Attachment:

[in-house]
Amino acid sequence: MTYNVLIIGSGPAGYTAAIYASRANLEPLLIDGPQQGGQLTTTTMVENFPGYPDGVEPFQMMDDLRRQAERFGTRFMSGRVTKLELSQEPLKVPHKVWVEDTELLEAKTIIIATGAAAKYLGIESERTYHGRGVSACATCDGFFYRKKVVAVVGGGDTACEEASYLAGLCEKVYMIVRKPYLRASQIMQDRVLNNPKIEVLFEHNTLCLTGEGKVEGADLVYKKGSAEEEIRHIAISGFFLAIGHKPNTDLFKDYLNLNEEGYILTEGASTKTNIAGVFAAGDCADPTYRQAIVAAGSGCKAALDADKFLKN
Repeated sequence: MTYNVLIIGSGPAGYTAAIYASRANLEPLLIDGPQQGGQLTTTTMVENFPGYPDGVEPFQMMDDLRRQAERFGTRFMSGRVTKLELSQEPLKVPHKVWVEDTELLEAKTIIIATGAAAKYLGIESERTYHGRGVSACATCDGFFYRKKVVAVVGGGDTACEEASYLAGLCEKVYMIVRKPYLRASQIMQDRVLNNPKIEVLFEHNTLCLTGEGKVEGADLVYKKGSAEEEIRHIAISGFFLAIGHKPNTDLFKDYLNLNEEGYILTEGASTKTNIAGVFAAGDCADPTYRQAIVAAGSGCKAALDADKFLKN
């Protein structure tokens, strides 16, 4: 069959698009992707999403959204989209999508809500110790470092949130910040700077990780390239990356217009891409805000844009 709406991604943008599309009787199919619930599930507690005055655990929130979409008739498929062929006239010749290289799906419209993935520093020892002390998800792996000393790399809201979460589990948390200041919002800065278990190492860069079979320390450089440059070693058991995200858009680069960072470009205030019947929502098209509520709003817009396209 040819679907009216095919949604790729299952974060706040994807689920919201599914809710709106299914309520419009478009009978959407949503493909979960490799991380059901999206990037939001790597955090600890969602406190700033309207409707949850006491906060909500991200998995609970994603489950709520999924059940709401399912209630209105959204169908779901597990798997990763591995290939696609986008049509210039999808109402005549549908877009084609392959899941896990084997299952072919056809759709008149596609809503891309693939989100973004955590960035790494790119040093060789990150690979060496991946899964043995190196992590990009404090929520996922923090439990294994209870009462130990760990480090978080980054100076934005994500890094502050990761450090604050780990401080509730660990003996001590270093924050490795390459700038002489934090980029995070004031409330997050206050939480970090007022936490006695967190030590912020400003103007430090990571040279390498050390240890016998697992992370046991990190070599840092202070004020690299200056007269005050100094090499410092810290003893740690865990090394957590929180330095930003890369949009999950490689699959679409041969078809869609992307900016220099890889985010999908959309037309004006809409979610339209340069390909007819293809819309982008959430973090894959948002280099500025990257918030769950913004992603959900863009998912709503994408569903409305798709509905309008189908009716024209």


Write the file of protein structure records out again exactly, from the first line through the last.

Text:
[in-house]
Amino acid sequence: MTYNVLIIGSGPAGYTAAIYASRANLEPLLIDGPQQGGQLTTTTMVENFPGYPDGVEPFQMMDDLRRQAERFGTRFMSGRVTKLELSQEPLKVPHKVWVEDTELLEAKTIIIATGAAAKYLGIESERTYHGRGVSACATCDGFFYRKKVVAVVGGGDTACEEASYLAGLCEKVYMIVRKPYLRASQIMQDRVLNNPKIEVLFEHNTLCLTGEGKVEGADLVYKKGSAEEEIRHIAISGFFLAIGHKPNTDLFKDYLNLNEEGYILTEGASTKTNIAGVFAAGDCADPTYRQAIVAAGSGCKAALDADKFLKN
Repeated sequence: MTYNVLIIGSGPAGYTAAIYASRANLEPLLIDGPQQGGQLTTTTMVENFPGYPDGVEPFQMMDDLRRQAERFGTRFMSGRVTKLELSQEPLKVPHKVWVEDTELLEAKTIIIATGAAAKYLGIESERTYHGRGVSACATCDGFFYRKKVVAVVGGGDTACEEASYLAGLCEKVYMIVRKPYLRASQIMQDRVLNNPKIEVLFEHNTLCLTGEGKVEGADLVYKKGSAEEEIRHIAISGFFLAIGHKPNTDLFKDYLNLNEEGYILTEGASTKTNIAGVFAAGDCADPTYRQAIVAAGSGCKAALDADKFLKN
């Protein structure tokens, strides 16, 4: 069959698009992707999403959204989209999508809500110790470092949130910040700077990780390239990356217009891409805000844009 709406991604943008599309009787199919619930599930507690005055655990929130979409008739498929062929006239010749290289799906419209993935520093020892002390998800792996000393790399809201979460589990948390200041919002800065278990190492860069079979320390450089440059070693058991995200858009680069960072470009205030019947929502098209509520709003817009396209 040819679907009216095919949604790729299952974060706040994807689920919201599914809710709106299914309520419009478009009978959407949503493909979960490799991380059901999206990037939001790597955090600890969602406190700033309207409707949850006491906060909500991200998995609970994603489950709520999924059940709401399912209630209105959204169908779901597990798997990763591995290939696609986008049509210039999808109402005549549908877009084609392959899941896990084997299952072919056809759709008149596609809503891309693939989100973004955590960035790494790119040093060789990150690979060496991946899964043995190196992590990009404090929520996922923090439990294994209870009462130990760990480090978080980054100076934005994500890094502050990761450090604050780990401080509730660990003996001590270093924050490795390459700038002489934090980029995070004031409330997050206050939480970090007022936490006695967190030590912020400003103007430090990571040279390498050390240890016998697992992370046991990190070599840092202070004020690299200056007269005050100094090499410092810290003893740690865990090394957590929180330095930003890369949009999950490689699959679409041969078809869609992307900016220099890889985010999908959309037309004006809409979610339209340069390909007819293809819309982008959430973090894959948002280099500025990257918030769950913004992603959900863009998912709503994408569903409305798709509905309008189908009716024209």